Bereaved savers needlessly pay tax on inherited Isa cash

Bereaved savers needlessly pay tax on inherited Isa cash

Thousands of bereaved savers are missing out on a tax break by not taking advantage of rule changes introduced in the Budget in 2015.

Under the additional permitted subscription rules, the partner of a deceased person can transfer the deceased's Isa account to their own name without incurring a tax charge.

The rule applies to spouses and civil partners and allow for the creation of a one-off Isa allowance to be received by the partner, which equals the amount held in the Isa account of the deceased.

But data obtained from HM Revenue & Customs by Zurich under freedom of information rules show the entitlement has been claimed by just 21,000 people in the 2017 to 2018 tax year.

This was less than the 25,000 who claimed the tax break in the previous year.

There are 21 million Isa accounts in the UK.

Alistair Wilson, head of retail platform strategy at Zurich, said: "Despite being in its fourth year, the take-up of this tax break looks shockingly low. People who miss out on the allowance will be hit by a tax bill that quickly eats into the returns on their savings and slows down the growth of their nest egg.

"Although it is not nice to think about a loved one passing away, speaking to a financial adviser can help you pass on wealth efficiently and ensure you or your family don't pay any more tax than needed."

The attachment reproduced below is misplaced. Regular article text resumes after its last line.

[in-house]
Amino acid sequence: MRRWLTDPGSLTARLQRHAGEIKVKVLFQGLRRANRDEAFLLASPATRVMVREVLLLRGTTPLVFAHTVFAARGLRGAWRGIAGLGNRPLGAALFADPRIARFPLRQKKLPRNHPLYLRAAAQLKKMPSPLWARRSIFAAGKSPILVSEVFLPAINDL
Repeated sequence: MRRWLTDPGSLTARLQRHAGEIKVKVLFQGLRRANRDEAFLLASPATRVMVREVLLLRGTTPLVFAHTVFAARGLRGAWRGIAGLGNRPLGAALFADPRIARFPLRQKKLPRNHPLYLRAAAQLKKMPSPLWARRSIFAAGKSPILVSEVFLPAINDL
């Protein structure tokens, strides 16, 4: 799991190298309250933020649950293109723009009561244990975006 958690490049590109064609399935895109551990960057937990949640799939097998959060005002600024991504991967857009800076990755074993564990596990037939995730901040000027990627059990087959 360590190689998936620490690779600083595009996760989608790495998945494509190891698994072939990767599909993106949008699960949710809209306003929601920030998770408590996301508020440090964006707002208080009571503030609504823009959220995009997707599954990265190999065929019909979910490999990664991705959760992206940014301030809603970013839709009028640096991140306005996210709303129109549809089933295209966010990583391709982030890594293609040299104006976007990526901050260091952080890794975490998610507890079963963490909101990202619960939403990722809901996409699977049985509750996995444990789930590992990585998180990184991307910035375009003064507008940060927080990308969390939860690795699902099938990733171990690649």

Under the rules, if your partner had £50,000 in Isa savings when they died, you would be able to invest £50,000 tax-free on top of your own £20,000 annual Isa allowance – taking your total allowance for the year to £70,000.

Danny Cox, head of communications at Hargreaves Lansdown, said: "Preserving the tax benefits of an Isa after death is pretty straightforward, but does require intervention and action. Isa providers and executors have to play their part to ensure survivors are aware of this valuable tax break.

"Couples typically manage their Isas as one portfolio, so the ability to pass on an Isa tax shelter removed a quirk of the tax system which was the source of deep frustration and additional cost for surviving spouses."